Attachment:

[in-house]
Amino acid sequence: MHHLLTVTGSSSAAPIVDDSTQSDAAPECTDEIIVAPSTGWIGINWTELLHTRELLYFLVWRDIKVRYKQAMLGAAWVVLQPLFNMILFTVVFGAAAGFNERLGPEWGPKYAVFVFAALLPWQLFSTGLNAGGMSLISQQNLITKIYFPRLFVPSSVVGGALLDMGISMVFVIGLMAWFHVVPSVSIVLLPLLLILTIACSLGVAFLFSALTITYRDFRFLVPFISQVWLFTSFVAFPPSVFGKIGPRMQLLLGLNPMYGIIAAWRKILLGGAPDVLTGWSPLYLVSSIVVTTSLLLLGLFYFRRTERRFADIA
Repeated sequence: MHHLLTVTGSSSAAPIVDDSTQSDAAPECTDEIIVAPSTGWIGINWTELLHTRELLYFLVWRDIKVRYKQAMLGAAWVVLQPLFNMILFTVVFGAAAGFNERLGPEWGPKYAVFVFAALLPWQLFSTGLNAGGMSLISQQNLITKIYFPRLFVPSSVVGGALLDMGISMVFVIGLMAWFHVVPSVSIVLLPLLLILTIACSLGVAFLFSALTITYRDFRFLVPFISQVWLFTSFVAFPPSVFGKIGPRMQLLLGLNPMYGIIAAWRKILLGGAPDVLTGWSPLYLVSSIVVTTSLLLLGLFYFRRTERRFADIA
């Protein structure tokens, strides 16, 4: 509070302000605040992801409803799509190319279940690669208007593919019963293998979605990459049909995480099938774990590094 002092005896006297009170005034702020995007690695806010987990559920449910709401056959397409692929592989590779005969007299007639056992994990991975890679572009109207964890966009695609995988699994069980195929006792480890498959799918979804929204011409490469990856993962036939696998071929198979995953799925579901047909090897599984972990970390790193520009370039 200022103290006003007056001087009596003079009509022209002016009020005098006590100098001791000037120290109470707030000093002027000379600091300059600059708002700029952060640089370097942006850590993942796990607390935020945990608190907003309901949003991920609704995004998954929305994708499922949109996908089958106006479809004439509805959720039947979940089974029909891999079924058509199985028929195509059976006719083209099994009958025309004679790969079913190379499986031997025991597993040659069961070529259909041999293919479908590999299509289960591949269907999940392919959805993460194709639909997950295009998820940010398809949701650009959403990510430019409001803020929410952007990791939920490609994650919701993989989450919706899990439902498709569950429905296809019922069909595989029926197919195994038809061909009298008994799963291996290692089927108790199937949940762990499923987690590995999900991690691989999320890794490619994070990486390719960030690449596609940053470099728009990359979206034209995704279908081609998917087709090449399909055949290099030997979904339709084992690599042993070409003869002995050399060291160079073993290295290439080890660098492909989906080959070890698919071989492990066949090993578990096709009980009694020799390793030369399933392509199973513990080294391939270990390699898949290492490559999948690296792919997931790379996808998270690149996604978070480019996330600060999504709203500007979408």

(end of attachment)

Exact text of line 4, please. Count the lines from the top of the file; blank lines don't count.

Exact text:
């Protein structure tokens, strides 16, 4: 509070302000605040992801409803799509190319279940690669208007593919019963293998979605990459049909995480099938774990590094 002092005896006297009170005034702020995007690695806010987990559920449910709401056959397409692929592989590779005969007299007639056992994990991975890679572009109207964890966009695609995988699994069980195929006792480890498959799918979804929204011409490469990856993962036939696998071929198979995953799925579901047909090897599984972990970390790193520009370039 200022103290006003007056001087009596003079009509022209002016009020005098006590100098001791000037120290109470707030000093002027000379600091300059600059708002700029952060640089370097942006850590993942796990607390935020945990608190907003309901949003991920609704995004998954929305994708499922949109996908089958106006479809004439509805959720039947979940089974029909891999079924058509199985028929195509059976006719083209099994009958025309004679790969079913190379499986031997025991597993040659069961070529259909041999293919479908590999299509289960591949269907999940392919959805993460194709639909997950295009998820940010398809949701650009959403990510430019409001803020929410952007990791939920490609994650919701993989989450919706899990439902498709569950429905296809019922069909595989029926197919195994038809061909009298008994799963291996290692089927108790199937949940762990499923987690590995999900991690691989999320890794490619994070990486390719960030690449596609940053470099728009990359979206034209995704279908081609998917087709090449399909055949290099030997979904339709084992690599042993070409003869002995050399060291160079073993290295290439080890660098492909989906080959070890698919071989492990066949090993578990096709009980009694020799390793030369399933392509199973513990080294391939270990390699898949290492490559999948690296792919997931790379996808998270690149996604978070480019996330600060999504709203500007979408």